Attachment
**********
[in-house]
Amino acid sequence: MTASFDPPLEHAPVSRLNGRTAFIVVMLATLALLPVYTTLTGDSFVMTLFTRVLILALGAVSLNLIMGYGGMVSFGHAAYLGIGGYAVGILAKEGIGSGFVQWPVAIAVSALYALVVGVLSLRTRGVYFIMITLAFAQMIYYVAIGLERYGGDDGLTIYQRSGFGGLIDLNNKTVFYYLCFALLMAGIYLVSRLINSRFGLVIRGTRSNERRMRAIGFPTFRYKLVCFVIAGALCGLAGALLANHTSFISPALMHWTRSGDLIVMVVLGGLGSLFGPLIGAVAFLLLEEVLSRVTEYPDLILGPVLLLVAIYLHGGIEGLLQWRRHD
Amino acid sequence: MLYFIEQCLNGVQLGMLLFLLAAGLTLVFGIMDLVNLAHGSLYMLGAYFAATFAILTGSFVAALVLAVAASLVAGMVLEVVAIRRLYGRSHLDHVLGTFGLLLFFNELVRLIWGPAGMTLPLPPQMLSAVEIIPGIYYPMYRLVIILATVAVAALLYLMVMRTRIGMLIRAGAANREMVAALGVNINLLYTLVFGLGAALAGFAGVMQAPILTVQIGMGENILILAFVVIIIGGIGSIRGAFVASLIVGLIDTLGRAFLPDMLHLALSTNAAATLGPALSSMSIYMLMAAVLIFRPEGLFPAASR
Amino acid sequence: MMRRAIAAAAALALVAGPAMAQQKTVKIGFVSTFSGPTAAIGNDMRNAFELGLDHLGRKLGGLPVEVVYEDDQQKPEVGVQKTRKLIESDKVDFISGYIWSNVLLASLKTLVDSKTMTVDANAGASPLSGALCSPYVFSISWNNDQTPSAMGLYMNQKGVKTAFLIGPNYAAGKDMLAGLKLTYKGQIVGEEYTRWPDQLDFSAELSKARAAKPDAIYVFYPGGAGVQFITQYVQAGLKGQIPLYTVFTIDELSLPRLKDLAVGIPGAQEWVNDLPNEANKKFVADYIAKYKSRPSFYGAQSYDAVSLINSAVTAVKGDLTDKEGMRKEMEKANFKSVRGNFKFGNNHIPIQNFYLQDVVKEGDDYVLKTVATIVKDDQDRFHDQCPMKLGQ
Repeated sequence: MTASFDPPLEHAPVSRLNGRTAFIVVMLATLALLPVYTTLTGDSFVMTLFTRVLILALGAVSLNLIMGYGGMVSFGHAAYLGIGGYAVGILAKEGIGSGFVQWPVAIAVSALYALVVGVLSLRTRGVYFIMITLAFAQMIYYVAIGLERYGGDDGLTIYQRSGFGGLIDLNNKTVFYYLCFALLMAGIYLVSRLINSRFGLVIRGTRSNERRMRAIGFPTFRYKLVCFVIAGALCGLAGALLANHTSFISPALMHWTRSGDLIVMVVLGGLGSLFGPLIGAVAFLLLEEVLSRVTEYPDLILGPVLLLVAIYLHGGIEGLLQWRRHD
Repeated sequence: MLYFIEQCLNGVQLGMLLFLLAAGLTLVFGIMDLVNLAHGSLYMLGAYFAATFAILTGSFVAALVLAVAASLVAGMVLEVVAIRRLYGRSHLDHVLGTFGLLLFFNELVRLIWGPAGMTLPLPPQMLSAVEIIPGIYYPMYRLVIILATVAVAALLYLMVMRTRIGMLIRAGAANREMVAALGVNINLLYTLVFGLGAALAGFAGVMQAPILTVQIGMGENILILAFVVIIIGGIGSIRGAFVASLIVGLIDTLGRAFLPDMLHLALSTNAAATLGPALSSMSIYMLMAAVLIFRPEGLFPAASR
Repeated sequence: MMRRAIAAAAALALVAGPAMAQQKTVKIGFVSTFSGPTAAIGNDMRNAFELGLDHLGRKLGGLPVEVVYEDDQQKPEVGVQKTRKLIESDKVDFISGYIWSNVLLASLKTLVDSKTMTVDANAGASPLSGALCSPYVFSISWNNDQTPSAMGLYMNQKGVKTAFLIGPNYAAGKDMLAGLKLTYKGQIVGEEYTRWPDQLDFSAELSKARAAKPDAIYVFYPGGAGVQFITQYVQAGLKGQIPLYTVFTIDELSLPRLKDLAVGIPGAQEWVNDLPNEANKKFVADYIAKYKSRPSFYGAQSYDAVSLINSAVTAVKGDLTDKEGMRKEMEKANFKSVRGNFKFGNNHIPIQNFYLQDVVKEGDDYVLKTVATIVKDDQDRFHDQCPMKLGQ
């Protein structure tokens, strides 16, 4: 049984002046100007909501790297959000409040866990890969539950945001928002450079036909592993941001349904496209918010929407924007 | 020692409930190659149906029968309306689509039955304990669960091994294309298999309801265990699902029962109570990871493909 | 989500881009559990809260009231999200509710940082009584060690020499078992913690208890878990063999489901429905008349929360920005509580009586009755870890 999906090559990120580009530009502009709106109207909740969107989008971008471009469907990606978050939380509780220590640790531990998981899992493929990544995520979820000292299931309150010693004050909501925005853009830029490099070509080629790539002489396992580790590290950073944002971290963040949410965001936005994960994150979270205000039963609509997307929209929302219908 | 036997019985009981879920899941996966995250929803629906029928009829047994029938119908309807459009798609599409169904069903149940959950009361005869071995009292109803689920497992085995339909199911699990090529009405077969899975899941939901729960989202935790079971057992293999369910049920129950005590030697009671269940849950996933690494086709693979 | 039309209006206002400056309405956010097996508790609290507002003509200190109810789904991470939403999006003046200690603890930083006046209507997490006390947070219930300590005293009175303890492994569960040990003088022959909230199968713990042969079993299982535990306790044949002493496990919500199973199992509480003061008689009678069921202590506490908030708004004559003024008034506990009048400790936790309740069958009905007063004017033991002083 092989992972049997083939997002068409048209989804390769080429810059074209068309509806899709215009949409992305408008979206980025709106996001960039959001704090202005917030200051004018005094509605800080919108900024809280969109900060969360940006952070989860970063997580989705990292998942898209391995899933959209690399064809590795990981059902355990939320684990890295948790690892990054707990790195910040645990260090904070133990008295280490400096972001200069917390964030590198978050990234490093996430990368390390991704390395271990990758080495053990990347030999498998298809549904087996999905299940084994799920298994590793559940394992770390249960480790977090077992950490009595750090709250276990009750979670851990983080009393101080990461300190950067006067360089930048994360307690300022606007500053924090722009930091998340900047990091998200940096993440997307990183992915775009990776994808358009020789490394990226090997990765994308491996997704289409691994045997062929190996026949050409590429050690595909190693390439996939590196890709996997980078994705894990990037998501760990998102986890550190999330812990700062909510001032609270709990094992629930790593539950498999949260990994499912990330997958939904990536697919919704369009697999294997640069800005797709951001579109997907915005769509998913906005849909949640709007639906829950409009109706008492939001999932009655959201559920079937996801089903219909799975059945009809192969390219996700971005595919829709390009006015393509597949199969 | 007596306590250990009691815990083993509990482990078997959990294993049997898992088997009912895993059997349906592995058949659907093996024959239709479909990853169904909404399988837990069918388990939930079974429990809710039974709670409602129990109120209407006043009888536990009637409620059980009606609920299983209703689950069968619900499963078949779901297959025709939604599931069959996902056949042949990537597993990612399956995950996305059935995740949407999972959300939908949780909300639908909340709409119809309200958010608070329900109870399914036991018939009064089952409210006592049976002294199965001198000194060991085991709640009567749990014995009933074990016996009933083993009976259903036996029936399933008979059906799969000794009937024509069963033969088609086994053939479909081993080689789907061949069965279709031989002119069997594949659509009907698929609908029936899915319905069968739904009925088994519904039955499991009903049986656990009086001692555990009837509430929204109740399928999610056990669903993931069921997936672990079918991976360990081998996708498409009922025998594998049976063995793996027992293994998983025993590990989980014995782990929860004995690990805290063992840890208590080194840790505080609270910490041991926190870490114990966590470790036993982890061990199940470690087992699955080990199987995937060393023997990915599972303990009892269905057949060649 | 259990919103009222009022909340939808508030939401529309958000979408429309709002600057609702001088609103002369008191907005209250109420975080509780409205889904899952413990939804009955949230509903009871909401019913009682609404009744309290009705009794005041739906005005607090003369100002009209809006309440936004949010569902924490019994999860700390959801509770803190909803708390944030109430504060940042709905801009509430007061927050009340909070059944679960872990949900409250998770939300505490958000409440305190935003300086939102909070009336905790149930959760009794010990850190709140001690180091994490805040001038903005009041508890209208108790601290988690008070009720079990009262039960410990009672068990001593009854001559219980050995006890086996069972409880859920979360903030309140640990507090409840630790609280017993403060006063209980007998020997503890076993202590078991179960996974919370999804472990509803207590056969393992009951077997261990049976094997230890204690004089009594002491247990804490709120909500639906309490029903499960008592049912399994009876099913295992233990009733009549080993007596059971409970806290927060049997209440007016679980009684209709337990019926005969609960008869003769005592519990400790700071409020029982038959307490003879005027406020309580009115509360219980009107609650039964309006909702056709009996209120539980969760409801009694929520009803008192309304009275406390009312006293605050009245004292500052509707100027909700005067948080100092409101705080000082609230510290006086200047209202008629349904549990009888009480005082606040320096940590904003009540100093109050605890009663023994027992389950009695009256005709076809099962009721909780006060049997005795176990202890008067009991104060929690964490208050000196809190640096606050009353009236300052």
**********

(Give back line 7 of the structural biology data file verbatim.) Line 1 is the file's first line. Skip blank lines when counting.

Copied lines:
Repeated sequence: MMRRAIAAAAALALVAGPAMAQQKTVKIGFVSTFSGPTAAIGNDMRNAFELGLDHLGRKLGGLPVEVVYEDDQQKPEVGVQKTRKLIESDKVDFISGYIWSNVLLASLKTLVDSKTMTVDANAGASPLSGALCSPYVFSISWNNDQTPSAMGLYMNQKGVKTAFLIGPNYAAGKDMLAGLKLTYKGQIVGEEYTRWPDQLDFSAELSKARAAKPDAIYVFYPGGAGVQFITQYVQAGLKGQIPLYTVFTIDELSLPRLKDLAVGIPGAQEWVNDLPNEANKKFVADYIAKYKSRPSFYGAQSYDAVSLINSAVTAVKGDLTDKEGMRKEMEKANFKSVRGNFKFGNNHIPIQNFYLQDVVKEGDDYVLKTVATIVKDDQDRFHDQCPMKLGQ